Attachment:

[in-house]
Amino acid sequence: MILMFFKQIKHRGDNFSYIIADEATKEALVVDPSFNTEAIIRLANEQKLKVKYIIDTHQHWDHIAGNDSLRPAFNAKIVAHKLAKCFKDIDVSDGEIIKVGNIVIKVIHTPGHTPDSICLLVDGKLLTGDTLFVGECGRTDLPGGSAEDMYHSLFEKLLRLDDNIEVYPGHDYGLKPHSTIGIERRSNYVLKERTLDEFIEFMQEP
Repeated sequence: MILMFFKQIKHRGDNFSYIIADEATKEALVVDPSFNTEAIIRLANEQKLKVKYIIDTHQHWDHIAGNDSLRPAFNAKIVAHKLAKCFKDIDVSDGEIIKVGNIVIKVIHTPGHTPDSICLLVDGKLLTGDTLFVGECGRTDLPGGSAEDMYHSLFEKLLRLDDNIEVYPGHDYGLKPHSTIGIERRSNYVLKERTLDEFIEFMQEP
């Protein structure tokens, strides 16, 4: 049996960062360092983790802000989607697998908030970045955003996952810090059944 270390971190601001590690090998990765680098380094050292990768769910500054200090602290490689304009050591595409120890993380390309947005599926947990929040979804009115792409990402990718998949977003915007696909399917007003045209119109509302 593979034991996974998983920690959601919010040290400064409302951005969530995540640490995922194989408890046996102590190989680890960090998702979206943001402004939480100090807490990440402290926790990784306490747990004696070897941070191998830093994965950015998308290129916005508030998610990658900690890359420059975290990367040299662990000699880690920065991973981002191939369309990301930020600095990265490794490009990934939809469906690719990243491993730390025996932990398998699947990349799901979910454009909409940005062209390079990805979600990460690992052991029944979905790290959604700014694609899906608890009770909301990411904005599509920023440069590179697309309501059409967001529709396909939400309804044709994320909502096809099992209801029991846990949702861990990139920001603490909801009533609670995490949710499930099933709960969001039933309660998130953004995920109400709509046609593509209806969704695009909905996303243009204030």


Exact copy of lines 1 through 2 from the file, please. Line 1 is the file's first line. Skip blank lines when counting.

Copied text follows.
[in-house]
Amino acid sequence: MILMFFKQIKHRGDNFSYIIADEATKEALVVDPSFNTEAIIRLANEQKLKVKYIIDTHQHWDHIAGNDSLRPAFNAKIVAHKLAKCFKDIDVSDGEIIKVGNIVIKVIHTPGHTPDSICLLVDGKLLTGDTLFVGECGRTDLPGGSAEDMYHSLFEKLLRLDDNIEVYPGHDYGLKPHSTIGIERRSNYVLKERTLDEFIEFMQEP